Volume 9
A Vocabulary of Mohegan-Pequot
J. Dyneley Prince and Frank Speck
"This book is a helpfulwork of scholarship, and has been invaluable in helping to restore the heritage of the Mohegan people. Two thumbs up!   --Ed Sugrue, Top 500 Reviewer      Mohegan-Pequot was an Eastern Algonquian language originally spoken in southeastern Connecticut along the Thames River. It became extinct in the early 20th century. This vocabulary contains 446 words collected in 1903 by J. Dyneley Prince and Frank Speck from Fidelia Fielding, a resident of Mohegan, Connecticut and the last native speaker of the dialect; with 12 additional words from the Brothertown reservation in Wisconsin. It features etymological and comparative linguistic commentary for each term by Prince and Speck.  1999 ~ 81 pp. ~ hardback ~ ISBN 1-889758-02-7 ~ out of print   2005 ~ 81 pp. ~ paperback ~ ISBN 1-889758-64-7 ~ $18.95  

 

Volume 10
A Vocabulary of New Jersey Delaware
James Madison
Recorded in the Indian village of Edgepillock in New Jersey in 1792, (modern-day Indian Mills, Burlington County) these 267 words of the Southern Unami dialect are taken from the papers of President James Madison as reprinted in Henry Schoolcraft's Indian Tribes . Also contains 76 entries Johannes DeLaet's 1633 vocabulary of the Sanhican Indians located north of Trenton, NJ which somescholars believe is the only example of the Unalachtigo dialect of Delaware.  1999 ~ hardback ~ 51 pp. ~ ISBN 1-889758-03-5 ~ $28.00   2nd Edition: August 2006 ~ 64 pp. ~ paperback ~ ISBN: 1-889758-84-1 ~ $18.95

 

Volume 11
A Vocabulary of Stadaconan
Jacques Cartier
All the remaining linguistic data on the St. Lawrence Iroquoians comes from the Cartier voyages of 1534 and 1535-6. Cartier compiled two vocabularies from captives of Stadacona (modern day Quebec City) of 60 and 160 words, published in his First and Second Relations respectively. They document an Iroquoian language (or multiple languages) whose identity is still uncertain. This edition also contains words from the narrative portions of the Relations not foundin either vocabulary, including six words which appear to be from the Hochelaga dialect spoken on the island of Montreal.  1999 ~ 53 pp. ~ hardback ~ ISBN 1-889758-09-4 ~ $28.95  

 

Volume 12
Denny's Vocabulary of Delaware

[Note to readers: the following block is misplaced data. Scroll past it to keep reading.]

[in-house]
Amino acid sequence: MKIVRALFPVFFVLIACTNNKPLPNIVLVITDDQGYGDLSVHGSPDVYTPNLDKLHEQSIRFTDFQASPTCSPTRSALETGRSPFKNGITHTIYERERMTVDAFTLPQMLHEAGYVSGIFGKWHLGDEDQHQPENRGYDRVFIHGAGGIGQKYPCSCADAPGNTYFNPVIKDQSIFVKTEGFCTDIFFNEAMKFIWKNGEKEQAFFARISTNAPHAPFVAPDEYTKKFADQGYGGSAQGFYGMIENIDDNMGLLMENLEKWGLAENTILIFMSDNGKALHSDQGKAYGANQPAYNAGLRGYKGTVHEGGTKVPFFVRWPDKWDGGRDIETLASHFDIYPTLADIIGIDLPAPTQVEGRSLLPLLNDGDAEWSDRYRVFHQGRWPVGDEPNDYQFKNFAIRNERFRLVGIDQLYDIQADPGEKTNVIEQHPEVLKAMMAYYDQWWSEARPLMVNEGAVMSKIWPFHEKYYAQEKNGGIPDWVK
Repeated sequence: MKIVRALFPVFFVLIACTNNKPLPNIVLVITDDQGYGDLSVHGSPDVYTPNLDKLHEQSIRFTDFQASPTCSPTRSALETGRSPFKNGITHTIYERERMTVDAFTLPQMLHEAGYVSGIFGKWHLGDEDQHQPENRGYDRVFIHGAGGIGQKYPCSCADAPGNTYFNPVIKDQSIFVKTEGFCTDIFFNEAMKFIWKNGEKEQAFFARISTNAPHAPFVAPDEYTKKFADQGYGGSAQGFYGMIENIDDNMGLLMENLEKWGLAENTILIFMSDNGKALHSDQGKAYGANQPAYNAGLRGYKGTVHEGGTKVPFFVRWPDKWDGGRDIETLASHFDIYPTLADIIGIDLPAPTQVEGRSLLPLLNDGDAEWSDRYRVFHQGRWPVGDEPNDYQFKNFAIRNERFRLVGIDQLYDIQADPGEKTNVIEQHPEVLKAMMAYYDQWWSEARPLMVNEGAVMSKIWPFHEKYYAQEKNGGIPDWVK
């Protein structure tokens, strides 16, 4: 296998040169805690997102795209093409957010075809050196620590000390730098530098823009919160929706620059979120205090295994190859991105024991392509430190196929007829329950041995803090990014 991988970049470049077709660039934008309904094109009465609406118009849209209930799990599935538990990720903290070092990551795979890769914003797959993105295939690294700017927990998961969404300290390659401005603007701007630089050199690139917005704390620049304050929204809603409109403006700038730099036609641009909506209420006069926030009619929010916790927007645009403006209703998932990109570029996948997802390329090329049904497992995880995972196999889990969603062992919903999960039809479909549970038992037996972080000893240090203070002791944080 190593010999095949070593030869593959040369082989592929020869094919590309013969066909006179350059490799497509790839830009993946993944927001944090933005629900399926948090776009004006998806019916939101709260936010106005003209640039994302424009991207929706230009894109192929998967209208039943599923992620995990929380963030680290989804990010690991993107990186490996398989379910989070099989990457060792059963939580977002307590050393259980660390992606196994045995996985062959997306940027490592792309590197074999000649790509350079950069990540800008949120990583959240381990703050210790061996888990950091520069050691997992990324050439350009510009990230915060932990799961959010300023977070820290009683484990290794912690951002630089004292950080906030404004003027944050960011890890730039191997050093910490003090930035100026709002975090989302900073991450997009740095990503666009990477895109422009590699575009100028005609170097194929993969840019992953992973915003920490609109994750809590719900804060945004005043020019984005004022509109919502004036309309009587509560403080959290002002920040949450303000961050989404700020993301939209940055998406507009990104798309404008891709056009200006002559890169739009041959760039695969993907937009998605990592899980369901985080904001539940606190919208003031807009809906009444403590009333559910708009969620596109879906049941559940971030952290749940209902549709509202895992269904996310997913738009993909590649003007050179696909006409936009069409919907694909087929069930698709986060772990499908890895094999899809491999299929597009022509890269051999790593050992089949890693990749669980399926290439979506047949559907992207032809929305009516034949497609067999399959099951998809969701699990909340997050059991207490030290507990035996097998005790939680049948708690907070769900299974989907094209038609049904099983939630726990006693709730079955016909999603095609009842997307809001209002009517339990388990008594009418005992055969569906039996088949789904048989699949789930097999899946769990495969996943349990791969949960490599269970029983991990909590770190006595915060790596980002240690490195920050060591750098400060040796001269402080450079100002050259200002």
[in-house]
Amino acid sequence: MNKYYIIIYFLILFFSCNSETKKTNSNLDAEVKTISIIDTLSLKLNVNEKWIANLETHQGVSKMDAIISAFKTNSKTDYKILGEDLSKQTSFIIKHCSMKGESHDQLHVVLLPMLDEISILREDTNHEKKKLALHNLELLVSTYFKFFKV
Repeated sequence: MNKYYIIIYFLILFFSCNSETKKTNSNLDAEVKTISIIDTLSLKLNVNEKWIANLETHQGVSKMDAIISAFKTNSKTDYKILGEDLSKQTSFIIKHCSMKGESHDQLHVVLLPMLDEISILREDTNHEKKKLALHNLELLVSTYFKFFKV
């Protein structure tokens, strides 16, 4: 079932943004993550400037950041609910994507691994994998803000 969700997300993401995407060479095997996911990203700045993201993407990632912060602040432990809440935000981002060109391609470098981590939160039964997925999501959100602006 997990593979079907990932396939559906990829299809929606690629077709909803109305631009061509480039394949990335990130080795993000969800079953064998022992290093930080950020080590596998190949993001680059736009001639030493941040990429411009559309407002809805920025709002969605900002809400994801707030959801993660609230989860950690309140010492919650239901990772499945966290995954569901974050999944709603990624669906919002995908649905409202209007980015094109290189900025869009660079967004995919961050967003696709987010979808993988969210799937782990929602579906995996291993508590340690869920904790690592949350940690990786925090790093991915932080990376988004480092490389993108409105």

Ebenezer Denny
The earliest true vocabulary of the Southern Unami dialect of Delaware or Lenape was recorded by Major Ebenezer Denny in 1785, at Fort McIntosh on the Western Pennsylvania frontier. Denny's is the last recording of Delaware to show traces of Pidgin Delaware, an Unami-based traders' jargon used between Delawares and European colonists during the 1600's.   1999 ~ 39 pp. ~ hardback ~ ISBN 1-889758-10-8 ~ $28.95  

 

Volume 13
A Vocabulary of Roanoke
Thomas Hariot, John White and John Lawson
"This is a small volume, but if you have an interest in the native language of the North Carolina Algonquians (also known as the Croatans, the ancestors of the present-day Lumbees), it is invaluable. The Croatan language has long been extinct, and nearly everything that is known about it is gathered into this slim book."   — Laura Reddish, Reviewer.  This volume collects all the extant data on the Carolina Algonquian language. It contains words recorded by the now-famous Roanoke colonists of 1585: 37 words from Thomas Hariot's Brief and True Relation, 50 names of birds and fishes from John White's watercolors, and 5 words from the discourse of Ralph Lane. Also includes the only remaining sample of the Pamlico dialect, 37 words from John Lawson's New Voyage to Carolina of 1709.   1999 ~ 51 pp. ~ hardback ~ ISBN 1-889758-11-6 ~ out of print  August 2006 ~ 51 pp. ~ paperback ~ ISBN: 1-889758-81-7 ~ $18.95 

 

Volume 14
Denny's Vocabulary of Shawnee
Ebenezer Denny
This vocabulary is a substantial collection of 404 Shawnee words and phrases collected by Major Ebenezer Denny in January of 1786. It was compiled from Shawnees assembled for treaty at Fort Finney, located along the Great Miami River in the southwestern corner of Ohio, mostly from a woman called "the Grenadier Squaw."   1999 ~ 51 pp. ~ hardback ~ ISBN 1-889758-12-4 ~ out of print   2005 ~ 51 pp. ~ paperback ~ ISBN 1889758-65-5 ~ $18.95 

 

Volume 15
Cummings' Vocabulary of Delaware
Richard W. Cummings
Nearly 350 words of the Southern Unami dialect of Delaware or Lenape make up this vocabulary which first appeared in Henry Schoolcraft's History, Condition and Prospects of the Indian Tribes of the United States. It was recorded in 1852 most likely on the Kansas reservation just north of the Kansas River. The expanded 2006 edition also contains an additional 200 words taken by Lt. Amiel Weeks Whipple on the Kansas reservation from the noted Delaware chief Black Beaver in 1853.  1999 ~ 47 pp. hardback ~ ISBN 1-889758-13-2 ~ $28.00  2nd Edition: August 2006 ~ 74 pp. ~ paperback ~ ISBN: 1-889758-82-5 ~ $18.95  

 

Volume 16
Early Vocabularies of Vocabulary of Delaware
Harmen Meyndertsz van den Bogaert
This is a collection of the first known vocabularies of Mohawk dating from the mid-17th century. It features a 1635 vocabulary of about 200 words from the anonymous Journey into the Mohawk Country, ascribed to Harmen van den Bogaert. The volume also includes Wassenaer's numerals and month names of 1624, and 15 words from Megapolensis's word list of 1644.  1999 ~ 47 pp. ~ hardback ~ ISBN 1-889758-14-0 ~ $28.95 

 

Volume 17